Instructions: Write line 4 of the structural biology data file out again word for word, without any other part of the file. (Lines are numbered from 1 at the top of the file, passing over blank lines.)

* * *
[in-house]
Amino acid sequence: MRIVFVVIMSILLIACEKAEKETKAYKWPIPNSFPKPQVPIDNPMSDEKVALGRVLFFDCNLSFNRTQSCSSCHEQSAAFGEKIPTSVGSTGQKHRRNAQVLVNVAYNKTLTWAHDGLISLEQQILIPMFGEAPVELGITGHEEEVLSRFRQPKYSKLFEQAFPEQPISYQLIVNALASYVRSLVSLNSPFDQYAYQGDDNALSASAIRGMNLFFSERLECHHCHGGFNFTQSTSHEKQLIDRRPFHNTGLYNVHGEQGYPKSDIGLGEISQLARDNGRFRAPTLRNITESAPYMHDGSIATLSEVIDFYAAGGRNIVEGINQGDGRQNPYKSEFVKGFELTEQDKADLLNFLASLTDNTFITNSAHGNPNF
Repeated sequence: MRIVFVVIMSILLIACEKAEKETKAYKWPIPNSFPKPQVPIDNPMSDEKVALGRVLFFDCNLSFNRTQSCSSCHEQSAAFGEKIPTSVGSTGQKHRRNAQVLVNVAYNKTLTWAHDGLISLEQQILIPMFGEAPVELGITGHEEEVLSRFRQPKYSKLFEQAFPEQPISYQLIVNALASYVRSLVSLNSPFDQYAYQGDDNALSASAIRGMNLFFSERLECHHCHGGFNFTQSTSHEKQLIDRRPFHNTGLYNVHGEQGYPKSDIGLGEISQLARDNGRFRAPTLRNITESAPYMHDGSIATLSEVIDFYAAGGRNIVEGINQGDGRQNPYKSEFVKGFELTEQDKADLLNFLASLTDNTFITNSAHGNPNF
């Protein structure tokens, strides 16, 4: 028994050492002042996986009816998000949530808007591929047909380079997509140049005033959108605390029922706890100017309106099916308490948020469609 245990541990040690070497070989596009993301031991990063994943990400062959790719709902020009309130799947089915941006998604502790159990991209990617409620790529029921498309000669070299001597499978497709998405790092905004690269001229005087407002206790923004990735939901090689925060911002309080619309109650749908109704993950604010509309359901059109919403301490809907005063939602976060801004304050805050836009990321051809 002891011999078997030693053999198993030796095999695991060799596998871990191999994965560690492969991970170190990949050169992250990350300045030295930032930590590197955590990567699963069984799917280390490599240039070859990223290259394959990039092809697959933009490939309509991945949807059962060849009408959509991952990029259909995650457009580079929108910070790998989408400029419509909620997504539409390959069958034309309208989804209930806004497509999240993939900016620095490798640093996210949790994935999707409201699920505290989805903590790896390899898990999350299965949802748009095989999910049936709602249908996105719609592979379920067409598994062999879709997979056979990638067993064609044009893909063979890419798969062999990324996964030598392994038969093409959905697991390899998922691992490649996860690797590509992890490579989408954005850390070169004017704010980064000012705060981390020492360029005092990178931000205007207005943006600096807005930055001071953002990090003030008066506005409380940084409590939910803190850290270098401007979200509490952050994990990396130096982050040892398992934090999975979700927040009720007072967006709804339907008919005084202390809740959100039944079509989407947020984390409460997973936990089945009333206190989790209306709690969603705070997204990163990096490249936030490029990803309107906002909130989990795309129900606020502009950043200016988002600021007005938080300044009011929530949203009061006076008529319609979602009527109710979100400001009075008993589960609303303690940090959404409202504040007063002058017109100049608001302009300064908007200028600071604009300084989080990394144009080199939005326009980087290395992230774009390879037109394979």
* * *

């Protein structure tokens, strides 16, 4: 028994050492002042996986009816998000949530808007591929047909380079997509140049005033959108605390029922706890100017309106099916308490948020469609 245990541990040690070497070989596009993301031991990063994943990400062959790719709902020009309130799947089915941006998604502790159990991209990617409620790529029921498309000669070299001597499978497709998405790092905004690269001229005087407002206790923004990735939901090689925060911002309080619309109650749908109704993950604010509309359901059109919403301490809907005063939602976060801004304050805050836009990321051809 002891011999078997030693053999198993030796095999695991060799596998871990191999994965560690492969991970170190990949050169992250990350300045030295930032930590590197955590990567699963069984799917280390490599240039070859990223290259394959990039092809697959933009490939309509991945949807059962060849009408959509991952990029259909995650457009580079929108910070790998989408400029419509909620997504539409390959069958034309309208989804209930806004497509999240993939900016620095490798640093996210949790994935999707409201699920505290989805903590790896390899898990999350299965949802748009095989999910049936709602249908996105719609592979379920067409598994062999879709997979056979990638067993064609044009893909063979890419798969062999990324996964030598392994038969093409959905697991390899998922691992490649996860690797590509992890490579989408954005850390070169004017704010980064000012705060981390020492360029005092990178931000205007207005943006600096807005930055001071953002990090003030008066506005409380940084409590939910803190850290270098401007979200509490952050994990990396130096982050040892398992934090999975979700927040009720007072967006709804339907008919005084202390809740959100039944079509989407947020984390409460997973936990089945009333206190989790209306709690969603705070997204990163990096490249936030490029990803309107906002909130989990795309129900606020502009950043200016988002600021007005938080300044009011929530949203009061006076008529319609979602009527109710979100400001009075008993589960609303303690940090959404409202504040007063002058017109100049608001302009300064908007200028600071604009300084989080990394144009080199939005326009980087290395992230774009390879037109394979």